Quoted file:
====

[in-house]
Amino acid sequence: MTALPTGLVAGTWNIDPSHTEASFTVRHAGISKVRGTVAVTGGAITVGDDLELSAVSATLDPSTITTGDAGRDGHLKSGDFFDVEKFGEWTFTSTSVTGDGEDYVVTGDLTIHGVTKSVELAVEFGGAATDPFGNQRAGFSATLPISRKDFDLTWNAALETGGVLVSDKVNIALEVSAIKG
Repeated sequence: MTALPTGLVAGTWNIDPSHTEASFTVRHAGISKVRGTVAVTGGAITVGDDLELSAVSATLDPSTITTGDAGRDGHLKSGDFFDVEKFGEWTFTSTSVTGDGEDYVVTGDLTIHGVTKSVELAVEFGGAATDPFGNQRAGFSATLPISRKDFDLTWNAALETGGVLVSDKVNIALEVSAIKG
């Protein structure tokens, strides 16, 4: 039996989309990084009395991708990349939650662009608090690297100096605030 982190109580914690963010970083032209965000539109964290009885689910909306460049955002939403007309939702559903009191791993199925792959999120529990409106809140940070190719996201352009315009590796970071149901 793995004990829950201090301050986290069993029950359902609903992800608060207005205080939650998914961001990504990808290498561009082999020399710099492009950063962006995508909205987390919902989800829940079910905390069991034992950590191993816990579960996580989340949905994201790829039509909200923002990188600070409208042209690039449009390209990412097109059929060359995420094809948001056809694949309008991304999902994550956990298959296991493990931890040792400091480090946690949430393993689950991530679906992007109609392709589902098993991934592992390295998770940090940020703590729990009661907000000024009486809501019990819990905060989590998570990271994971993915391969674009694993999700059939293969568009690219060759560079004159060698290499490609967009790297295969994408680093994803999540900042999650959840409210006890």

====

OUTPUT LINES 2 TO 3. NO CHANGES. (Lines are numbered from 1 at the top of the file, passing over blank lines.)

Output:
Amino acid sequence: MTALPTGLVAGTWNIDPSHTEASFTVRHAGISKVRGTVAVTGGAITVGDDLELSAVSATLDPSTITTGDAGRDGHLKSGDFFDVEKFGEWTFTSTSVTGDGEDYVVTGDLTIHGVTKSVELAVEFGGAATDPFGNQRAGFSATLPISRKDFDLTWNAALETGGVLVSDKVNIALEVSAIKG
Repeated sequence: MTALPTGLVAGTWNIDPSHTEASFTVRHAGISKVRGTVAVTGGAITVGDDLELSAVSATLDPSTITTGDAGRDGHLKSGDFFDVEKFGEWTFTSTSVTGDGEDYVVTGDLTIHGVTKSVELAVEFGGAATDPFGNQRAGFSATLPISRKDFDLTWNAALETGGVLVSDKVNIALEVSAIKG